Opinion Piece : The UN Security Council reaffirmed this afternoon that Israel’s establishment of settlements in Palestinian territory occupied since 1967, including East Jerusalem, had no legal validity, constituting a flagrant violation under international law and a major obstacle to the vision of two States living side-by-side in peace and security, within internationally recognized borders. – Resolution 2334 (2016)
It is interesting how one’s true intentions may be revealed in the final moments, when it seems he has nothing left to lose. Just last week, the world heard departing UN secretary general Ban Ki moon criticize the UN’s bias against Israel, a nation for which it seems to harbor an inexplicable fixation, despite the ghastly atrocities committed elsewhere in the world. Yet, less than the week later, under the indifferent, or perhaps approving gaze of a departing US president, the UN Security council passed 2334, a bill declaring all Israeli settlements illegal, a “flagrant violation” and an ‘obstacle’ to a perceived peace towards which neither Israel nor the Palestinian leadership of any type has shown any strong affinity.
It is worth discussing what UN proposition 2334 was, what it wasn’t, as well as what it may have been. We’ve have heard a lot about the principals and the politics. Indeed, in the firestorm that surrounds such an ugly issue, it has become difficult to separate one from the other, but for the sake of attaining some clarity, it is worth making an honest attempt.
Let’s address the argument that Obama abstaining from the vote was a ‘stab in the back’ to Israel. Politically, there is a lot to be said for the possibility that this was a parting shot from the departing administration against Benyamin Netanyahu, following their highly publicized ramming of antlers over the course of his eight-year presidency. However, there is also a lot to be said supporting a logic-based motive behind Obama’s fateful failure to intervene. Quite possibility, the outgoing president sees the allowance of this resolution as a way of curtailing the eight years of pro-Likud foreign policy we can expect from a Trump administration. It is likely that Obama sees future sanctions from around the world as a way of balancing powers, as the incoming Trump administration has shown no signs of sympathizing with the Palestinian cause, or granting their claims any heed. Yet were this the case, the president chose a rather underhanded way of making his point- knowing full well that his failure to intervene would cause the bill to pass in a political environment which has been toxic to Israel, and which passed the absurd and counter-historical bill that denies Jewish ties to the Western wall just last month.
The UN has proven itself a broken mechanism for applying even the modicum of fairness or effectiveness in mending the woes of the world in the Middle East and elsewhere. Departing Secretary General Ban-Ki moon gave a spirited speech, criticizing the UN’s bias against Israel- an open acknowledgement of the elephant in the room. Yet in honesty, It’s difficult to find a party ‘in the right’ here. Military occupation has imposed a harsh way of living on many Palestinians, coupled with the expansion of Jewish settlements, often ideologically driven and entirely unjustifiable by international law. At the same time, it would be overly kind to say that the Palestinian authority has proven itself an ineffective peace partner- for to call it so would imply a failed effort, when what seems far more likely the case is a successful effort to mount and support violent resistance, including the targeting of Israeli civilians.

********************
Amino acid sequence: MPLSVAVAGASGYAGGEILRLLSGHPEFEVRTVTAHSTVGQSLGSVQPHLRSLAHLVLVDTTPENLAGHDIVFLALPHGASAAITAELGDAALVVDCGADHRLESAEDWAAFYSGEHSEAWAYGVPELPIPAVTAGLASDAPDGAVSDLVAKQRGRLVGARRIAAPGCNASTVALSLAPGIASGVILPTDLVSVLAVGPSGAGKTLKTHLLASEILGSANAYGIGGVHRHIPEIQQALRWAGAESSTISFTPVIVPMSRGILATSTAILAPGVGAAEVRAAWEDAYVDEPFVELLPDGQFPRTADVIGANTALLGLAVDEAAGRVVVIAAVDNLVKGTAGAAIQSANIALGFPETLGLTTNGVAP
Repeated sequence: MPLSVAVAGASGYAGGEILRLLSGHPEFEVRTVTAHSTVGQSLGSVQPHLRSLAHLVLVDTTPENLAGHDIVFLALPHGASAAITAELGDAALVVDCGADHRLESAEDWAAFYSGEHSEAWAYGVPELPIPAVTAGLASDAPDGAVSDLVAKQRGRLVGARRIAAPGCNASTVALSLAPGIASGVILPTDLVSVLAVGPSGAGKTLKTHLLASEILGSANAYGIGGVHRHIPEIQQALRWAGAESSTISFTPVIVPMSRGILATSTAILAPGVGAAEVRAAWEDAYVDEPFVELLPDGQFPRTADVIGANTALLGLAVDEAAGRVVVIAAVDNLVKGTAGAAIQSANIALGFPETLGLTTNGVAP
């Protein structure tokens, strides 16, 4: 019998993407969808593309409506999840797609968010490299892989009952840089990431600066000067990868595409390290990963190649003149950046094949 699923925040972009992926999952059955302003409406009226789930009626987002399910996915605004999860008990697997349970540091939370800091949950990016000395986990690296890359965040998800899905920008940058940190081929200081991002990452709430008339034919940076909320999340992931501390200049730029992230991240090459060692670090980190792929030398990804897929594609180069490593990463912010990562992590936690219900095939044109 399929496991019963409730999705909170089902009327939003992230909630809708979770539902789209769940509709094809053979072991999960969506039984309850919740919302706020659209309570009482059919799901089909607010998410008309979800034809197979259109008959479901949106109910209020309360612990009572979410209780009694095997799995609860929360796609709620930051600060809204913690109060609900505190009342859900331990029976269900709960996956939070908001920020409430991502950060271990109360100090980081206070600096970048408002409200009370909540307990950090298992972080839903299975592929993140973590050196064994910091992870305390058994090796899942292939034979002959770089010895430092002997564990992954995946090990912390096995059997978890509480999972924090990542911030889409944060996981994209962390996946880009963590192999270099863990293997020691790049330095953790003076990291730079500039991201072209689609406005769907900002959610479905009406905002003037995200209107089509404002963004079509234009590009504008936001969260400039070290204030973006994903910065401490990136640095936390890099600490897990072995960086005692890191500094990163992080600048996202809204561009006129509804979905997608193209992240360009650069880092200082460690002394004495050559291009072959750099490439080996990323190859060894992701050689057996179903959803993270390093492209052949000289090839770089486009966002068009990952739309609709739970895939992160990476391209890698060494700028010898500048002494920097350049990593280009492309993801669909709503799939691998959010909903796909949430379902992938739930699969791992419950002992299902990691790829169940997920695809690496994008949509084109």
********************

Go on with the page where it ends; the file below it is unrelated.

Despite the political firestorm and strong feelings of betrayal expressed by many in the pro-Israel camp, it would be difficult to claim that on principal, Obama’s allowance of the resolution is a deviation from the principals that have defined his administration- or indeed many other voices in the West- in previous years. Obama, and has never seen eye to eye with Israel on the matter of expanding settlements, nor has Israel managed to provide a legitimate answer to its settlement expansion. Even staunch Israel advocate and Harvard law professor Alan Dershowitz has said that while he claims a legal premise for Israeli military occupation, he has opposed settlement expansion, likely on the premise that it is simply unjustifiable by international law.
And so it would seem that in this sea of flawed actors, it is much easier to find the ‘wrong’ on any side than a valid base for building peace. Yet most flawed of all seems to be the UN’s model for peace-building, where it is assumed that holding one side accountable in a two sided conflict can sow legitimate peace.